September 17, 2020

Vertical farming startup Infarm raises $170m

The investment brings the urban farming company's funding total to $300m so far.

Freya Pratty

2 min read

Credit: InFarm

Infarm, a vertical farming startup, has raised $170m in its latest funding round as investors bet on consumers wanting more locally produced and organic produce in the coming years. 

The Berlin-based company’s latest funding round was led by LGT Lightstone, and brings its funding total to $300m so far. The startup, founded in 2013, installs modular farming systems in supermarkets, grocery stores and even schools, meaning consumers can pick produce themselves from the supermarkets.

They have already won deals with big supermarkets like Marks & Spencer and Selfridges in the UK, Kroger in the US, Aldi Süd in Germany and Intermarche and Auchan in France. Infarm also has deals with Amazon Fresh in Germany, Switzerland and France.


Erez Galonska, chief executive of Infarm said that the pandemic had accelerated people's desire to make urgent changes to the way that we produce food.

“The coronavirus pandemic has put a global spotlight on the urgent agricultural and ecological challenges of our time,” he said. “As we scale to 5,000,000 sq ft in farming facilities across Europe, North America and Asia by 2025, this investment will help us make a truly global impact.”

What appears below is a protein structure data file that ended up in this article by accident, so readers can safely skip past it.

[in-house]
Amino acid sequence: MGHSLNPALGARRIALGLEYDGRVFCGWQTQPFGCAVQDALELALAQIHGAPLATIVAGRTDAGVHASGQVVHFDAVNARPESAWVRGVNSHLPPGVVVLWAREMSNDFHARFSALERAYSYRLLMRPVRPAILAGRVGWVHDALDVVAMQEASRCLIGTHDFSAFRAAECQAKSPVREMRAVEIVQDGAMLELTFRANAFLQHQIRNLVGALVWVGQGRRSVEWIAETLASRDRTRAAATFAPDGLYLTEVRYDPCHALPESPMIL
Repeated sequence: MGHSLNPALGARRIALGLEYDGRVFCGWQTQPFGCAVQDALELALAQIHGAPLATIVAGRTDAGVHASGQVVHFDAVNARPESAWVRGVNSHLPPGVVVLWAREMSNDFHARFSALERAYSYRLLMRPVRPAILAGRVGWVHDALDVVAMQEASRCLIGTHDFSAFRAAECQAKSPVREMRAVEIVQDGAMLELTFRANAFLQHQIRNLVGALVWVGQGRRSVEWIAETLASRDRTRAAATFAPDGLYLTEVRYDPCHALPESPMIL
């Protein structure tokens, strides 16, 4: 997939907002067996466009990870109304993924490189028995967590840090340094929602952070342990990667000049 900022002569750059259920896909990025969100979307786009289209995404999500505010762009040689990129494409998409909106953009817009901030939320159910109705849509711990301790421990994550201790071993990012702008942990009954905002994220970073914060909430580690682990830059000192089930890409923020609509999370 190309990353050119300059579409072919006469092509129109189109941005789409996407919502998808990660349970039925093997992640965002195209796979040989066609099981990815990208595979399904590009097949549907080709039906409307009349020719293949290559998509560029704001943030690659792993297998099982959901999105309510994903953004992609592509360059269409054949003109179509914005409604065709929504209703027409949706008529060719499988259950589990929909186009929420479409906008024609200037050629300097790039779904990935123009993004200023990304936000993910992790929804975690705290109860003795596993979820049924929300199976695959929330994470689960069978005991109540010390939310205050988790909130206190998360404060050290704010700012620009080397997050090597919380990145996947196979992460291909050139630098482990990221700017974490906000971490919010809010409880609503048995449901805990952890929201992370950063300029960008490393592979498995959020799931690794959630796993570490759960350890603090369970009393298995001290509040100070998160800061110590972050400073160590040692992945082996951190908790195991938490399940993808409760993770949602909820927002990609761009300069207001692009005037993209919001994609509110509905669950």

The company now harvests 500,000 plants a month and says that its modular system uses 99.5% less space than soil-based agriculture, as well as 95% less water and 90% less transportation. The electricity used to power the units largely comes from renewables and the company never uses pesticides.

The company’s aim, it says, is to respond to eco-conscious consumers’ demand for locally produced, fresh produce — and nothing is more local than having the actual farm itself in your nearest supermarket.

At present, however, Infarm mainly grows herbs and leaves in its vertical farms, including basil, pak choi, coriander, thyme and rocket — as well as mushrooms. One big challenge for the company is how it moves to produce a wider range of produce.

Dharmash Mistry, from LGT Lightstone, said they were pleased to work with the company at a time when the need for sustainable food systems is becoming more critical.   

“With over $1bn of customer demand, partnerships with 17 of the top 50 global grocers, Infarm is set to revolutionise the market behind a unique ‘demand led’ modular business model.”

Freya Pratty

Freya Pratty is a senior reporter at Sifted. She covers climate tech, writes our weekly Climate Tech newsletter and works on investigations. Follow her on X and LinkedIn